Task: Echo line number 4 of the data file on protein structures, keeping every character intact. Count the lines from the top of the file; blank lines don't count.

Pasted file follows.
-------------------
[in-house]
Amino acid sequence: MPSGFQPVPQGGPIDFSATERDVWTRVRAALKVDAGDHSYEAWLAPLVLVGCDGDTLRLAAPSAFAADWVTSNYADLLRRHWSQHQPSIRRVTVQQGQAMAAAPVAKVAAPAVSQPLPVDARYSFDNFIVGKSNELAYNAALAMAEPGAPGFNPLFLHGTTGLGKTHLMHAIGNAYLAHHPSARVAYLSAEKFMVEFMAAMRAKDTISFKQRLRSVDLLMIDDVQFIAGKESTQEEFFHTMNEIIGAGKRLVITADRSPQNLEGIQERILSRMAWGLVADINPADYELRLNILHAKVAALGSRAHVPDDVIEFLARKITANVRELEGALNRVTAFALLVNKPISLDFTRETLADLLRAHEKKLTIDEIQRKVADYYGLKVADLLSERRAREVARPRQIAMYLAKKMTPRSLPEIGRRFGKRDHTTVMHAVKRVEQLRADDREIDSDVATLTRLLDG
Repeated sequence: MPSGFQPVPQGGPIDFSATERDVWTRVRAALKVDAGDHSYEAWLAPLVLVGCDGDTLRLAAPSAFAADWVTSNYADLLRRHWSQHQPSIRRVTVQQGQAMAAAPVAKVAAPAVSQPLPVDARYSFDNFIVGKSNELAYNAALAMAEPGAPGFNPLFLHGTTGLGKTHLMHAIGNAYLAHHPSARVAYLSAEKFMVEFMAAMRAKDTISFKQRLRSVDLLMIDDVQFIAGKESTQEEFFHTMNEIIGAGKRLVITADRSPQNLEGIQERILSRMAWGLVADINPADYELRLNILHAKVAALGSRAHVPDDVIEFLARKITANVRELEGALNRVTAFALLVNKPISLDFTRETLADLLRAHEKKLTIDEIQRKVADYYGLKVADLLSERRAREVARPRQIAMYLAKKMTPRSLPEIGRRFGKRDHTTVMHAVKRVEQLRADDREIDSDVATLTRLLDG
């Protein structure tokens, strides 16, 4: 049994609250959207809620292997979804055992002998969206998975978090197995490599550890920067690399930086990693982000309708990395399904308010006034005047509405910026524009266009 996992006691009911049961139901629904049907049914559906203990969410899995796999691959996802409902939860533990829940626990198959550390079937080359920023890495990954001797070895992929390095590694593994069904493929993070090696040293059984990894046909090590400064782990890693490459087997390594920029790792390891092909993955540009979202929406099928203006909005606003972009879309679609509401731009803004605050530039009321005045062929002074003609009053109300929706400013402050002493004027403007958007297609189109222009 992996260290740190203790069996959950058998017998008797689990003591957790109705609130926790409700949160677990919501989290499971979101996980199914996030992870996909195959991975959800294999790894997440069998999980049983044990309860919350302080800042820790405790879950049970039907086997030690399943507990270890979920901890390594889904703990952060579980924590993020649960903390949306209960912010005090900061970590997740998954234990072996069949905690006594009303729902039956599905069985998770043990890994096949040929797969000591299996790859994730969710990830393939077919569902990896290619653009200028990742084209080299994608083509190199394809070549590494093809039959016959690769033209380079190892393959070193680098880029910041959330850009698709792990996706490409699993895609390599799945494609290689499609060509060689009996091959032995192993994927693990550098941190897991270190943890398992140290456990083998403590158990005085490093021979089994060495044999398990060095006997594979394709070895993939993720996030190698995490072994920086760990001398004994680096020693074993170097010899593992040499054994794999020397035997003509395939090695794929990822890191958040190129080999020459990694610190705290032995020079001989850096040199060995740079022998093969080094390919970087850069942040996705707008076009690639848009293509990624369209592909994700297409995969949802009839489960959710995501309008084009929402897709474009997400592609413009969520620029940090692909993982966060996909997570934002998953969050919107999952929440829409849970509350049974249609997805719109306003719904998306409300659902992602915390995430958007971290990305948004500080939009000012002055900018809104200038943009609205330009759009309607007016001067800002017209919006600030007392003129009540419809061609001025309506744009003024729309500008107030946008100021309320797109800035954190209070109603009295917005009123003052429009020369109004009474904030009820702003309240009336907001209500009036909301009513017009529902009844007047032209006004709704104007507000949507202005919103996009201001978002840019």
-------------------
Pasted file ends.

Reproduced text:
């Protein structure tokens, strides 16, 4: 049994609250959207809620292997979804055992002998969206998975978090197995490599550890920067690399930086990693982000309708990395399904308010006034005047509405910026524009266009 996992006691009911049961139901629904049907049914559906203990969410899995796999691959996802409902939860533990829940626990198959550390079937080359920023890495990954001797070895992929390095590694593994069904493929993070090696040293059984990894046909090590400064782990890693490459087997390594920029790792390891092909993955540009979202929406099928203006909005606003972009879309679609509401731009803004605050530039009321005045062929002074003609009053109300929706400013402050002493004027403007958007297609189109222009 992996260290740190203790069996959950058998017998008797689990003591957790109705609130926790409700949160677990919501989290499971979101996980199914996030992870996909195959991975959800294999790894997440069998999980049983044990309860919350302080800042820790405790879950049970039907086997030690399943507990270890979920901890390594889904703990952060579980924590993020649960903390949306209960912010005090900061970590997740998954234990072996069949905690006594009303729902039956599905069985998770043990890994096949040929797969000591299996790859994730969710990830393939077919569902990896290619653009200028990742084209080299994608083509190199394809070549590494093809039959016959690769033209380079190892393959070193680098880029910041959330850009698709792990996706490409699993895609390599799945494609290689499609060509060689009996091959032995192993994927693990550098941190897991270190943890398992140290456990083998403590158990005085490093021979089994060495044999398990060095006997594979394709070895993939993720996030190698995490072994920086760990001398004994680096020693074993170097010899593992040499054994794999020397035997003509395939090695794929990822890191958040190129080999020459990694610190705290032995020079001989850096040199060995740079022998093969080094390919970087850069942040996705707008076009690639848009293509990624369209592909994700297409995969949802009839489960959710995501309008084009929402897709474009997400592609413009969520620029940090692909993982966060996909997570934002998953969050919107999952929440829409849970509350049974249609997805719109306003719904998306409300659902992602915390995430958007971290990305948004500080939009000012002055900018809104200038943009609205330009759009309607007016001067800002017209919006600030007392003129009540419809061609001025309506744009003024729309500008107030946008100021309320797109800035954190209070109603009295917005009123003052429009020369109004009474904030009820702003309240009336907001209500009036909301009513017009529902009844007047032209006004709704104007507000949507202005919103996009201001978002840019």